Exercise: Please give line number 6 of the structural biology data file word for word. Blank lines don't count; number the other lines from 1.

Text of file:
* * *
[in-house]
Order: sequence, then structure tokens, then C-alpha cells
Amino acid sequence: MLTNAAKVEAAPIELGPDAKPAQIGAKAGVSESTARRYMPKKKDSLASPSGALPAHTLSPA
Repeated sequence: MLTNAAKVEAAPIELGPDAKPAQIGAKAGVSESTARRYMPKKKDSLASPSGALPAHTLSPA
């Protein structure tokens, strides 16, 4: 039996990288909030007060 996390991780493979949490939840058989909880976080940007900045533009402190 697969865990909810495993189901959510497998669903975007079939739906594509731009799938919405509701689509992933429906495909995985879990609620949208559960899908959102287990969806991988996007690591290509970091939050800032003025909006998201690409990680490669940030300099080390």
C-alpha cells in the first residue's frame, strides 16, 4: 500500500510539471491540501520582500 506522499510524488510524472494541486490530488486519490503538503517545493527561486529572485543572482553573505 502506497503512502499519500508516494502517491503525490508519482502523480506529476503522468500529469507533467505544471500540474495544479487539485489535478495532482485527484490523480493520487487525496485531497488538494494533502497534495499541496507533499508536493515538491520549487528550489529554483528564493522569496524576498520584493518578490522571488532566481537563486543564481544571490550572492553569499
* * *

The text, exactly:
C-alpha cells in the first residue's frame, strides 16, 4: 500500500510539471491540501520582500 506522499510524488510524472494541486490530488486519490503538503517545493527561486529572485543572482553573505 502506497503512502499519500508516494502517491503525490508519482502523480506529476503522468500529469507533467505544471500540474495544479487539485489535478495532482485527484490523480493520487487525496485531497488538494494533502497534495499541496507533499508536493515538491520549487528550489529554483528564493522569496524576498520584493518578490522571488532566481537563486543564481544571490550572492553569499